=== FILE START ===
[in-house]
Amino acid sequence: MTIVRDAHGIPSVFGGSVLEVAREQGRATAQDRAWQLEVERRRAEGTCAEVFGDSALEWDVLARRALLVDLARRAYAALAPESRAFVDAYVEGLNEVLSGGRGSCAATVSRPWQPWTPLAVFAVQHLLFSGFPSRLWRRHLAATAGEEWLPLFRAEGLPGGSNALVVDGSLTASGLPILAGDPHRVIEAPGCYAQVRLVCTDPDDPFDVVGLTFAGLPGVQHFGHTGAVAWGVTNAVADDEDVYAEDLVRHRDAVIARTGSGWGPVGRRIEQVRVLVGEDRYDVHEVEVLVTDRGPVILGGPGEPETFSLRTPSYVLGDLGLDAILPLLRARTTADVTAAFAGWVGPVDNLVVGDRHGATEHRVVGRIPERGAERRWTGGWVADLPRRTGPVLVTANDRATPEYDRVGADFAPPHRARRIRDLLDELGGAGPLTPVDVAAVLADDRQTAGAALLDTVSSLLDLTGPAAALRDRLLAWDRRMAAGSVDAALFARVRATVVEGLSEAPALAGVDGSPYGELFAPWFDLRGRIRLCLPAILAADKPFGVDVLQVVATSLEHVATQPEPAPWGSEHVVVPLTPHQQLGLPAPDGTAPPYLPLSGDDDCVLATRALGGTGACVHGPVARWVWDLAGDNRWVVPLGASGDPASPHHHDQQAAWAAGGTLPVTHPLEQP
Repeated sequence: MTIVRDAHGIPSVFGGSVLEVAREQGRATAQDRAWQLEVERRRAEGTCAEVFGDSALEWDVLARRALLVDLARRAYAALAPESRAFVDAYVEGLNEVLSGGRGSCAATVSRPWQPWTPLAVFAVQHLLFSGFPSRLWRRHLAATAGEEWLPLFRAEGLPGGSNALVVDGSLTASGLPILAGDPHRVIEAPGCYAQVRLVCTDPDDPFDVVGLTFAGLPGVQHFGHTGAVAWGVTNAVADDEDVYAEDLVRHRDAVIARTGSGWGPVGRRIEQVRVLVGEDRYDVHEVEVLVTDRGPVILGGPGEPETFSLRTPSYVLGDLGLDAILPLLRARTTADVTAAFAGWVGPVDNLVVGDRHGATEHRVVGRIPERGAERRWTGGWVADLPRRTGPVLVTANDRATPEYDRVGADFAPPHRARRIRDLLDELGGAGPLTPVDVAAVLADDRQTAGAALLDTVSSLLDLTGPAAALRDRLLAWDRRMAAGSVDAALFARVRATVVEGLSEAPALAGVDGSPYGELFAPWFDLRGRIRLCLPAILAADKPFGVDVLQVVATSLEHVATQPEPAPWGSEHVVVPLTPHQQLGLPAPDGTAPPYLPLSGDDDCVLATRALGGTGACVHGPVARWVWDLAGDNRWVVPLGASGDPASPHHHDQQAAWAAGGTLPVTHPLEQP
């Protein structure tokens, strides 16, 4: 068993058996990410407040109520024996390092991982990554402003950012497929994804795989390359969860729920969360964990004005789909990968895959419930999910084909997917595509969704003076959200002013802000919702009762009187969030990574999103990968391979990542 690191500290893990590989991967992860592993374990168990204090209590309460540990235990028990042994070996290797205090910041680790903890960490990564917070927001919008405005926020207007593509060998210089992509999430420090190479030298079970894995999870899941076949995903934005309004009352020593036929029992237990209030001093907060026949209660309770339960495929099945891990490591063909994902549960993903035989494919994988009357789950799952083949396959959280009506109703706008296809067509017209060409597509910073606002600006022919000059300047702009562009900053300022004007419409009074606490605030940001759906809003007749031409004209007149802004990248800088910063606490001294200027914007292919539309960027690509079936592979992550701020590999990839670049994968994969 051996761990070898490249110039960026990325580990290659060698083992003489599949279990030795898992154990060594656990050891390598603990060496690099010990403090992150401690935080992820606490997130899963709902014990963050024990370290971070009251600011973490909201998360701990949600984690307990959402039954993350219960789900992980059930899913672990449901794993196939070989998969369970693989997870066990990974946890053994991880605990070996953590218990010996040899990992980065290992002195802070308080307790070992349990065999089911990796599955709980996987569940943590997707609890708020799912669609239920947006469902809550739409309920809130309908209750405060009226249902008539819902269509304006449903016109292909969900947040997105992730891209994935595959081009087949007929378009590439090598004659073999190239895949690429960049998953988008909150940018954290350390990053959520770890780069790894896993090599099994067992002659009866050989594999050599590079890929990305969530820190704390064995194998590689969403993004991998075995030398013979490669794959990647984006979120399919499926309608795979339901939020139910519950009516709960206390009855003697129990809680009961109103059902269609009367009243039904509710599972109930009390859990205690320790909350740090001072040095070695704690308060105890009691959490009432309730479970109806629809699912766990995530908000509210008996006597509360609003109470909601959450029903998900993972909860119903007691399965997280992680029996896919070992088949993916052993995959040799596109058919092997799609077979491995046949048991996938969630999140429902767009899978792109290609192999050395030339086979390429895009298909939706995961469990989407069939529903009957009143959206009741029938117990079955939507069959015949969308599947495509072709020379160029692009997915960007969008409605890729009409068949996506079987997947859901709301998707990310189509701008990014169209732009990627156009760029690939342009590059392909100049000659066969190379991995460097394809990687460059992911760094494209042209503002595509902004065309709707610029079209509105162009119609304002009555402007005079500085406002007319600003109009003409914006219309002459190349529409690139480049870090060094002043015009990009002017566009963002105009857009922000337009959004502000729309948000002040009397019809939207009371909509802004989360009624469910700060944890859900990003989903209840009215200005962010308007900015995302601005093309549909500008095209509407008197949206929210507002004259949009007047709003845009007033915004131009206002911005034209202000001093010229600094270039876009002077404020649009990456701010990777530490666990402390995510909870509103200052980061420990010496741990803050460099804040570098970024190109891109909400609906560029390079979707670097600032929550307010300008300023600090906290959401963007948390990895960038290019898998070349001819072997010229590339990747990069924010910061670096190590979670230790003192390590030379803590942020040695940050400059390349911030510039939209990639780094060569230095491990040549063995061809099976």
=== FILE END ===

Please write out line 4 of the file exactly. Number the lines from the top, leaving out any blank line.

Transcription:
């Protein structure tokens, strides 16, 4: 068993058996990410407040109520024996390092991982990554402003950012497929994804795989390359969860729920969360964990004005789909990968895959419930999910084909997917595509969704003076959200002013802000919702009762009187969030990574999103990968391979990542 690191500290893990590989991967992860592993374990168990204090209590309460540990235990028990042994070996290797205090910041680790903890960490990564917070927001919008405005926020207007593509060998210089992509999430420090190479030298079970894995999870899941076949995903934005309004009352020593036929029992237990209030001093907060026949209660309770339960495929099945891990490591063909994902549960993903035989494919994988009357789950799952083949396959959280009506109703706008296809067509017209060409597509910073606002600006022919000059300047702009562009900053300022004007419409009074606490605030940001759906809003007749031409004209007149802004990248800088910063606490001294200027914007292919539309960027690509079936592979992550701020590999990839670049994968994969 051996761990070898490249110039960026990325580990290659060698083992003489599949279990030795898992154990060594656990050891390598603990060496690099010990403090992150401690935080992820606490997130899963709902014990963050024990370290971070009251600011973490909201998360701990949600984690307990959402039954993350219960789900992980059930899913672990449901794993196939070989998969369970693989997870066990990974946890053994991880605990070996953590218990010996040899990992980065290992002195802070308080307790070992349990065999089911990796599955709980996987569940943590997707609890708020799912669609239920947006469902809550739409309920809130309908209750405060009226249902008539819902269509304006449903016109292909969900947040997105992730891209994935595959081009087949007929378009590439090598004659073999190239895949690429960049998953988008909150940018954290350390990053959520770890780069790894896993090599099994067992002659009866050989594999050599590079890929990305969530820190704390064995194998590689969403993004991998075995030398013979490669794959990647984006979120399919499926309608795979339901939020139910519950009516709960206390009855003697129990809680009961109103059902269609009367009243039904509710599972109930009390859990205690320790909350740090001072040095070695704690308060105890009691959490009432309730479970109806629809699912766990995530908000509210008996006597509360609003109470909601959450029903998900993972909860119903007691399965997280992680029996896919070992088949993916052993995959040799596109058919092997799609077979491995046949048991996938969630999140429902767009899978792109290609192999050395030339086979390429895009298909939706995961469990989407069939529903009957009143959206009741029938117990079955939507069959015949969308599947495509072709020379160029692009997915960007969008409605890729009409068949996506079987997947859901709301998707990310189509701008990014169209732009990627156009760029690939342009590059392909100049000659066969190379991995460097394809990687460059992911760094494209042209503002595509902004065309709707610029079209509105162009119609304002009555402007005079500085406002007319600003109009003409914006219309002459190349529409690139480049870090060094002043015009990009002017566009963002105009857009922000337009959004502000729309948000002040009397019809939207009371909509802004989360009624469910700060944890859900990003989903209840009215200005962010308007900015995302601005093309549909500008095209509407008197949206929210507002004259949009007047709003845009007033915004131009206002911005034209202000001093010229600094270039876009002077404020649009990456701010990777530490666990402390995510909870509103200052980061420990010496741990803050460099804040570098970024190109891109909400609906560029390079979707670097600032929550307010300008300023600090906290959401963007948390990895960038290019898998070349001819072997010229590339990747990069924010910061670096190590979670230790003192390590030379803590942020040695940050400059390349911030510039939209990639780094060569230095491990040549063995061809099976």